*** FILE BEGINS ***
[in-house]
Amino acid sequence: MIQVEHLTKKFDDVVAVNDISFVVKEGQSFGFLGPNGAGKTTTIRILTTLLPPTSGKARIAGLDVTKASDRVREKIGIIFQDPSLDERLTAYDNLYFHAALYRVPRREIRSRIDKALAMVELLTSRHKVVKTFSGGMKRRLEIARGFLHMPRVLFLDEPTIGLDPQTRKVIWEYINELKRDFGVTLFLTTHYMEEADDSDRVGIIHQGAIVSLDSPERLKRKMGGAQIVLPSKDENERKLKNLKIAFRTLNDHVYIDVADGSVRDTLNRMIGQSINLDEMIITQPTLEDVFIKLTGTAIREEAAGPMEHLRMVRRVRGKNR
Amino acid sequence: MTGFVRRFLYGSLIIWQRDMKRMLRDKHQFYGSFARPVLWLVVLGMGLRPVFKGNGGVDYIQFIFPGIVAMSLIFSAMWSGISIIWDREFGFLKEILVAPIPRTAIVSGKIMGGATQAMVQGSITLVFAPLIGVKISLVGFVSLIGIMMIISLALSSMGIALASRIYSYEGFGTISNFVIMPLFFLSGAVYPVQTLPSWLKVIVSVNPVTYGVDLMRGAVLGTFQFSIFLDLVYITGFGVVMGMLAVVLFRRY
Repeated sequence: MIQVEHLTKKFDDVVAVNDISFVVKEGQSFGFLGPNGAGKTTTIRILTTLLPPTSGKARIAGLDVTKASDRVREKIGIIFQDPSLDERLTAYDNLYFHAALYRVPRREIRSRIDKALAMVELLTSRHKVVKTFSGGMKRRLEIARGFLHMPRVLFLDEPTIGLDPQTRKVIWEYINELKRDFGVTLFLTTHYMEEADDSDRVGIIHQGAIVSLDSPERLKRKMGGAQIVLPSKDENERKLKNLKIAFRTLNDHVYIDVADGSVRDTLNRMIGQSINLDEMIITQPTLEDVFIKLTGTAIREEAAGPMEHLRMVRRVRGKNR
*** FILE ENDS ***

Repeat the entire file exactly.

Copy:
[in-house]
Amino acid sequence: MIQVEHLTKKFDDVVAVNDISFVVKEGQSFGFLGPNGAGKTTTIRILTTLLPPTSGKARIAGLDVTKASDRVREKIGIIFQDPSLDERLTAYDNLYFHAALYRVPRREIRSRIDKALAMVELLTSRHKVVKTFSGGMKRRLEIARGFLHMPRVLFLDEPTIGLDPQTRKVIWEYINELKRDFGVTLFLTTHYMEEADDSDRVGIIHQGAIVSLDSPERLKRKMGGAQIVLPSKDENERKLKNLKIAFRTLNDHVYIDVADGSVRDTLNRMIGQSINLDEMIITQPTLEDVFIKLTGTAIREEAAGPMEHLRMVRRVRGKNR
Amino acid sequence: MTGFVRRFLYGSLIIWQRDMKRMLRDKHQFYGSFARPVLWLVVLGMGLRPVFKGNGGVDYIQFIFPGIVAMSLIFSAMWSGISIIWDREFGFLKEILVAPIPRTAIVSGKIMGGATQAMVQGSITLVFAPLIGVKISLVGFVSLIGIMMIISLALSSMGIALASRIYSYEGFGTISNFVIMPLFFLSGAVYPVQTLPSWLKVIVSVNPVTYGVDLMRGAVLGTFQFSIFLDLVYITGFGVVMGMLAVVLFRRY
Repeated sequence: MIQVEHLTKKFDDVVAVNDISFVVKEGQSFGFLGPNGAGKTTTIRILTTLLPPTSGKARIAGLDVTKASDRVREKIGIIFQDPSLDERLTAYDNLYFHAALYRVPRREIRSRIDKALAMVELLTSRHKVVKTFSGGMKRRLEIARGFLHMPRVLFLDEPTIGLDPQTRKVIWEYINELKRDFGVTLFLTTHYMEEADDSDRVGIIHQGAIVSLDSPERLKRKMGGAQIVLPSKDENERKLKNLKIAFRTLNDHVYIDVADGSVRDTLNRMIGQSINLDEMIITQPTLEDVFIKLTGTAIREEAAGPMEHLRMVRRVRGKNR